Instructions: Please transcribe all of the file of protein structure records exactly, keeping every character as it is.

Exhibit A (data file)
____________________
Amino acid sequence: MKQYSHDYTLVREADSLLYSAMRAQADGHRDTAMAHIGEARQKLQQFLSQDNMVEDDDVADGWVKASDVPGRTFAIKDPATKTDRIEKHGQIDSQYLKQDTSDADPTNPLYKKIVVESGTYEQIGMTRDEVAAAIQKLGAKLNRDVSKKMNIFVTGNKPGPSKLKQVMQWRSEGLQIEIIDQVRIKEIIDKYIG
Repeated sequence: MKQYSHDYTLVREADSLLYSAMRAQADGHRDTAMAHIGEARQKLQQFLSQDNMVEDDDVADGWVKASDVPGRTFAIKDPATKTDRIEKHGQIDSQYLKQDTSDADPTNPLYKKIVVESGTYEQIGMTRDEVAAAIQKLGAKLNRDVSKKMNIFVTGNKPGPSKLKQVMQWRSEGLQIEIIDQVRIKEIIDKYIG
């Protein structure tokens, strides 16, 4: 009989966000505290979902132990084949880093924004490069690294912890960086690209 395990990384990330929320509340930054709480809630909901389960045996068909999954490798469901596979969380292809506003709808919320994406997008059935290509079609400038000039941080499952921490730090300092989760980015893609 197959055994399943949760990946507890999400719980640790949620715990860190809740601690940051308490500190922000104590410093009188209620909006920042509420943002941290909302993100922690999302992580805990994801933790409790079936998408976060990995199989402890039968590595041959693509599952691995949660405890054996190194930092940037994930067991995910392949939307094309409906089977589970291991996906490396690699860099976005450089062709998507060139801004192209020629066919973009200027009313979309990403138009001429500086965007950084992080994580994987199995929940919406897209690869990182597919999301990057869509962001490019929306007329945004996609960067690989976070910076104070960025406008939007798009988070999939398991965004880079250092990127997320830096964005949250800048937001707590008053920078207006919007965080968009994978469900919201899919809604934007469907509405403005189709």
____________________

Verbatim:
Amino acid sequence: MKQYSHDYTLVREADSLLYSAMRAQADGHRDTAMAHIGEARQKLQQFLSQDNMVEDDDVADGWVKASDVPGRTFAIKDPATKTDRIEKHGQIDSQYLKQDTSDADPTNPLYKKIVVESGTYEQIGMTRDEVAAAIQKLGAKLNRDVSKKMNIFVTGNKPGPSKLKQVMQWRSEGLQIEIIDQVRIKEIIDKYIG
Repeated sequence: MKQYSHDYTLVREADSLLYSAMRAQADGHRDTAMAHIGEARQKLQQFLSQDNMVEDDDVADGWVKASDVPGRTFAIKDPATKTDRIEKHGQIDSQYLKQDTSDADPTNPLYKKIVVESGTYEQIGMTRDEVAAAIQKLGAKLNRDVSKKMNIFVTGNKPGPSKLKQVMQWRSEGLQIEIIDQVRIKEIIDKYIG
């Protein structure tokens, strides 16, 4: 009989966000505290979902132990084949880093924004490069690294912890960086690209 395990990384990330929320509340930054709480809630909901389960045996068909999954490798469901596979969380292809506003709808919320994406997008059935290509079609400038000039941080499952921490730090300092989760980015893609 197959055994399943949760990946507890999400719980640790949620715990860190809740601690940051308490500190922000104590410093009188209620909006920042509420943002941290909302993100922690999302992580805990994801933790409790079936998408976060990995199989402890039968590595041959693509599952691995949660405890054996190194930092940037994930067991995910392949939307094309409906089977589970291991996906490396690699860099976005450089062709998507060139801004192209020629066919973009200027009313979309990403138009001429500086965007950084992080994580994987199995929940919406897209690869990182597919999301990057869509962001490019929306007329945004996609960067690989976070910076104070960025406008939007798009988070999939398991965004880079250092990127997320830096964005949250800048937001707590008053920078207006919007965080968009994978469900919201899919809604934007469907509405403005189709």